It’s not often you can start a review by looking at the box art, but let’s do that, shall we? In the front, we have 50 Cent featured prominently, obviously an important cop or detective. To his left, we have Vinnie Jones, maybe playing some type of thug. On the opposite side is Val Kilmer, looking a little too much like Mickey Rourke, but sort of staring blankly. Next is AnnLynne McCord, and finally Luke Gross who is just sort of “there.”
The point? The box art is backwards, not in that annoying way where the actors names don’t match the orientation of the picture, but in terms of their roles. Rapper 50 Cent is given two simply awful scenes as a meaningless police detective, Vinnie Jones and Kilmer show up twice, McCord has a handful of scenes, the piece is dominated by Luke Gross.
You could even take Kilmer out of the piece with no ill effect. He’s possibly drunk or simply hamming it up with awkward pauses as a South American drug lord who hosts hilariously overdone underground fights. He can even spout a pit of fire just by slamming his cane onto the ground. Were that the worst offense of Blood Out, maybe its movie making sins could be forgiven.
It could be stated that Blood Out wasn’t even finished, the ending abrupt, edited so choppy, and the CG footage of a physics-defying flipping car repeated. We’re a long way from the ending though, because the set up is what matters, Gross playing a deputy with a gang bangin’ brother who is shot in cold blood. Gross takes it upon himself to go undercover under his own volition to seeks his revenge against the gang responsible, even snagging some instant-healing tattoos to fit in with the crowd.
Jason Hewitt is credited with this script and the direction, so surely the nauseating combination of shaky camera work, jump edits, split screens, focal tricks, and slow motion are entirely on his lap. It’s a movie at a complete loss for style or its own feel, so it dips into the grab bag of direct-to-video garbage to find some… and fails. By the end, you’ll be glad those miniscule credits pop up out of nowhere purely so you can relax and breathe as this miserable ride comes to a stop. Thankfully, the credits are stable as they vertically scroll, possibly the only competent part of the entire piece.
Blood Out is a dirty gift to all people with low karma from Lionsgate, this Blu-ray release delivering a digital production that shows some signs of life. If this movie had any sense of stability, it would have been easier to appreciate the fairly staggering level of facial definition on display, close-ups brilliantly defined at times. Light motion blur can make that impossible to really appreciate. Of course, that’s speaking in broad terms, something that never fits this clunker. There are scenes with ghastly smoothing, unbearable blooming, blown out colors, and whatever other effect Final Cut Pro offers.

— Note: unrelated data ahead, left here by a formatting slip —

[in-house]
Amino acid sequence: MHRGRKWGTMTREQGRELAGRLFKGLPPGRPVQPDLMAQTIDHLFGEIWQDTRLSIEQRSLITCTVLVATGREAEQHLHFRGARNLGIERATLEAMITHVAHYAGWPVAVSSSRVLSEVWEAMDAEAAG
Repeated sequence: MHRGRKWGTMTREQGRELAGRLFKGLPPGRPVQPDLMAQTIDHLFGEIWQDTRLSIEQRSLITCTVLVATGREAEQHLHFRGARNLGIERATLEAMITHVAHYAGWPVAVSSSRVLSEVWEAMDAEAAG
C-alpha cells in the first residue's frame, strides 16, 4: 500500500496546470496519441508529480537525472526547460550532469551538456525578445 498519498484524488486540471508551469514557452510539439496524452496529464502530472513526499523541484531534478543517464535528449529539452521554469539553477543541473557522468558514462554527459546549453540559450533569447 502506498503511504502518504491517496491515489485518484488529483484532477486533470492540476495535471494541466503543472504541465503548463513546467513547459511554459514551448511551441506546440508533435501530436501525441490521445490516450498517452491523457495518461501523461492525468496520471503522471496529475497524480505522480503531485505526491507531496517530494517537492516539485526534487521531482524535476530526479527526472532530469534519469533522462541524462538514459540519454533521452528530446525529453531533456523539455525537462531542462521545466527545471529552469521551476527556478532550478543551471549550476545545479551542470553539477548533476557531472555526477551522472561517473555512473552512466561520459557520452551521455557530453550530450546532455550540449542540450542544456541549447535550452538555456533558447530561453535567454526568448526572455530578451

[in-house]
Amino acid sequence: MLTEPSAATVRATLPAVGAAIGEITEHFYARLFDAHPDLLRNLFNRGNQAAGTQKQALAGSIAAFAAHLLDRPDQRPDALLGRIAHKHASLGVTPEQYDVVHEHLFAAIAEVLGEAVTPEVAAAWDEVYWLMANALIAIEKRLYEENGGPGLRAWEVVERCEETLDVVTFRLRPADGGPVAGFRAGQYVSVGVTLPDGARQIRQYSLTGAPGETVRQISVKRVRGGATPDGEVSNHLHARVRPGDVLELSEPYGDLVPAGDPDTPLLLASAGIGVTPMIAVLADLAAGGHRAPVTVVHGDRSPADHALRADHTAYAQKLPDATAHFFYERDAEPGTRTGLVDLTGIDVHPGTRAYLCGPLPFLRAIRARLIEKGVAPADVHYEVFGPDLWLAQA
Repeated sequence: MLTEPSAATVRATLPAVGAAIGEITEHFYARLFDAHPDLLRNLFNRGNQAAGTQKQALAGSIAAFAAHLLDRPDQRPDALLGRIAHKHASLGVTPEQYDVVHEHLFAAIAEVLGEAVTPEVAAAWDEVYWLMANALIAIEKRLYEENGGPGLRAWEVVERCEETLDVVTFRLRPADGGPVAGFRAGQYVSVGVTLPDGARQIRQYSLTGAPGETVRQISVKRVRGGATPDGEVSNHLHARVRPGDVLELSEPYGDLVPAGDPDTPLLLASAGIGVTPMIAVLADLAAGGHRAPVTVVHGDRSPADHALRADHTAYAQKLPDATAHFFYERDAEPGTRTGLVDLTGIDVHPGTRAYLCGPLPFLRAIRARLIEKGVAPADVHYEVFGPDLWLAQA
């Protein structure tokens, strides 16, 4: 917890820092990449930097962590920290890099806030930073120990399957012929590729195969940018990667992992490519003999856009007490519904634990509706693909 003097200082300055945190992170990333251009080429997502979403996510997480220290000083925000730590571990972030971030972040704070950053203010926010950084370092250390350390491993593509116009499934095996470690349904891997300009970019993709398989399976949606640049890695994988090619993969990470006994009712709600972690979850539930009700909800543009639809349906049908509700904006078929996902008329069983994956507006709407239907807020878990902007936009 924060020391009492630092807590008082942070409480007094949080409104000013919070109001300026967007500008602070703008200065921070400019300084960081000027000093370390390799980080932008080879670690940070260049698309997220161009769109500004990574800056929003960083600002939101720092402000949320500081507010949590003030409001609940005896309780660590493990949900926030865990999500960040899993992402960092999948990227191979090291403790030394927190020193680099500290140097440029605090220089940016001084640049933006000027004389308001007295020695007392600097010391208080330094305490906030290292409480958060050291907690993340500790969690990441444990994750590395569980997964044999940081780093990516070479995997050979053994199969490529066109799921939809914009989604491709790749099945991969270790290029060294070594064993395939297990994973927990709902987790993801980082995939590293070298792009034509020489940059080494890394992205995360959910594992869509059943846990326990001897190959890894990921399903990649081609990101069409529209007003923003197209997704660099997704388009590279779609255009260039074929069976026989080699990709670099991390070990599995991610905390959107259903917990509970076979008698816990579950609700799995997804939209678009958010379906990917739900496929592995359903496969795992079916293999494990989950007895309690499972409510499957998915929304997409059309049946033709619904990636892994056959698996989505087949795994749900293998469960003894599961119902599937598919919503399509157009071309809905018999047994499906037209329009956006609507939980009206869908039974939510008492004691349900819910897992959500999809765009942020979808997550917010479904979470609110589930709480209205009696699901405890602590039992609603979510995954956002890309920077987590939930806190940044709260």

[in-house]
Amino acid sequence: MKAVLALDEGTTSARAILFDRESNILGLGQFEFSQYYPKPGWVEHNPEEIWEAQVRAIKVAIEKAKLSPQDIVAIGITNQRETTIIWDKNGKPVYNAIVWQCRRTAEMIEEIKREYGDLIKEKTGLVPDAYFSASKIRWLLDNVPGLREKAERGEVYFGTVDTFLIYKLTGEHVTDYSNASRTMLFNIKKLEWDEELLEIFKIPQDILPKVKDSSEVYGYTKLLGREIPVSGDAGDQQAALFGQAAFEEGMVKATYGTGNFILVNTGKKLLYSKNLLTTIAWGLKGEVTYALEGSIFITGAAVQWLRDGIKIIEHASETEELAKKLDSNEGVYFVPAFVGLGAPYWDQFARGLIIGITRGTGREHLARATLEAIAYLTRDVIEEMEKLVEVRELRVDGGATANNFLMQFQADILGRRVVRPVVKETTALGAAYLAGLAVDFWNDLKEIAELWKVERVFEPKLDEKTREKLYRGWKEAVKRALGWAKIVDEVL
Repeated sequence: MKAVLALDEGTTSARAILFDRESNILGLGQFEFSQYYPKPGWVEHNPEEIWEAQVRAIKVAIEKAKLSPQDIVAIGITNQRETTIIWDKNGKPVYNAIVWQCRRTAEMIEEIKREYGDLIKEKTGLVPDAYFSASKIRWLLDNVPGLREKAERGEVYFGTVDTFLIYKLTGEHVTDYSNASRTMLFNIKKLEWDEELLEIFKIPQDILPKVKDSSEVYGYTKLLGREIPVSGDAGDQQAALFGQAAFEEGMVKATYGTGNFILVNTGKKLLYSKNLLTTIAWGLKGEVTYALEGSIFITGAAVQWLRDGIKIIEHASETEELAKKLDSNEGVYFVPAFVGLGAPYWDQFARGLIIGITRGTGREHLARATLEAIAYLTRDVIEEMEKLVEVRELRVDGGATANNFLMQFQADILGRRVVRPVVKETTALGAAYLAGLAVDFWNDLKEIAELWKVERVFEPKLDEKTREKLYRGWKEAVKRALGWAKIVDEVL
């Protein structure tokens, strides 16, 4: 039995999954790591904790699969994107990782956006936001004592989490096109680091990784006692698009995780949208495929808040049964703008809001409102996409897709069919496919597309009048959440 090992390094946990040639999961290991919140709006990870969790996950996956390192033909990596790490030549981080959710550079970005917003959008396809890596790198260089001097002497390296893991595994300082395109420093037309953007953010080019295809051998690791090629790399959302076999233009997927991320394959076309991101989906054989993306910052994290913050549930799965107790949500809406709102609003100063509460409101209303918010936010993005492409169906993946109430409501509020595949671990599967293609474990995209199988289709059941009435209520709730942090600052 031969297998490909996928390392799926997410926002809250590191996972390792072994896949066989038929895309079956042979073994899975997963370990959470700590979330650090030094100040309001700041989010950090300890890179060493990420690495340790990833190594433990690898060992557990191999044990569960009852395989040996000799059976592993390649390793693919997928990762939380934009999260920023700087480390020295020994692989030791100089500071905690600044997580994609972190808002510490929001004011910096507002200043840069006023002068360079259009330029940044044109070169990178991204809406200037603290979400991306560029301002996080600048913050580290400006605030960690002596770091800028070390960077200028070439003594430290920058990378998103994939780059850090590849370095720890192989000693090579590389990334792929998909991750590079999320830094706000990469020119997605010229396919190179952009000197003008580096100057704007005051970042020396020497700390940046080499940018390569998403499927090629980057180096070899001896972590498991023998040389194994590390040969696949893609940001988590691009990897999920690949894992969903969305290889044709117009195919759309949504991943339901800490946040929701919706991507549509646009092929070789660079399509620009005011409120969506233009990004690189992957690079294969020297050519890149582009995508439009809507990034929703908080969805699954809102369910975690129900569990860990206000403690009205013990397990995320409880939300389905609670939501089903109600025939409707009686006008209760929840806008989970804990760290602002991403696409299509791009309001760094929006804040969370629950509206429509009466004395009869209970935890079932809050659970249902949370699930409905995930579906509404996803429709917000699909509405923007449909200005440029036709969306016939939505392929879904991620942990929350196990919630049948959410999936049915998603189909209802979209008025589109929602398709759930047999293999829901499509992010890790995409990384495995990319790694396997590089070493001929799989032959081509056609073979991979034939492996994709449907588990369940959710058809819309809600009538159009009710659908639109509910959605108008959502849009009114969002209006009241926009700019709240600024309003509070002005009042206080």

Black levels never find their consistency either, from a blatantly washed out appearance during an alley brawl at 30:13 to their immeasurable deletion of shadow detail during that final battle between Gross and former WWE wrestler Bobby Lashley. They never find a natural groove, and that mirrors the contrast. Early on, characters pass an electrical station, the “warning” part of the sign in the background bleached out.
Hewitt never decides on a general color palette either, apparently believing each and every scene deserves a new one. Flesh tones go from bronzed to ghostly in a flick of the edit button, primaries burst or don’t exist, although to his credit, this mess never devolves into an orange and teal look. Some credit is due there.
About the only things that remain firm are the clarity of the digital source material and the cleanliness of the encode. Noise is never an issue even in those seedy interiors, kept dark to hide the cheapness of the sets. Fight scenes are complimented by the encode, kept far from any visible compression problems. Even through rooms clouded in smoke, this one maintains what little integrity it can offer.
No one will mistake Blood Out for a lavish, high class production, but is that really an excuse for this audio mix? There’s nothing positive to say about it, from the mind-numbing hip-hop soundtrack that never clicks with the subwoofer, gunfire that never squeezes itself into the surrounds, and the dialogue… oh dear god the dialogue.
There are two things always happening when people open their mouths. Either the person controlling the boom mic kept it far too close to the camera and we’re hearing the constant buzz of a fan or cars are causally passing through each scene with no attempt to blot them out. Not a single line of dialogue has been re-dubbed for clarity’s sake, making the subtitle track the most important part of this disc (not that anything of value is ever really said).
Balance is all over the place too, an opening shoot-out so completely out of focus with the dialogue and music it’s a small miracle this DTS-HD mix can present either element distinctly. Some lines are so muffled they might as well not even exist. The closest anything here comes to matching up with even the most basic of Blu-ray standards are a few punches which reverberate in the subwoofer, and to surprise no one, never with any level of consistency.
There’s one extra on the disc, a hilariously green-screened series of interviews intermingled with behind-the-scenes clips masquerading as some type of making-of. Oh, and some trailers too, but if you’ve see the movie, you don’t want to see any section of it again.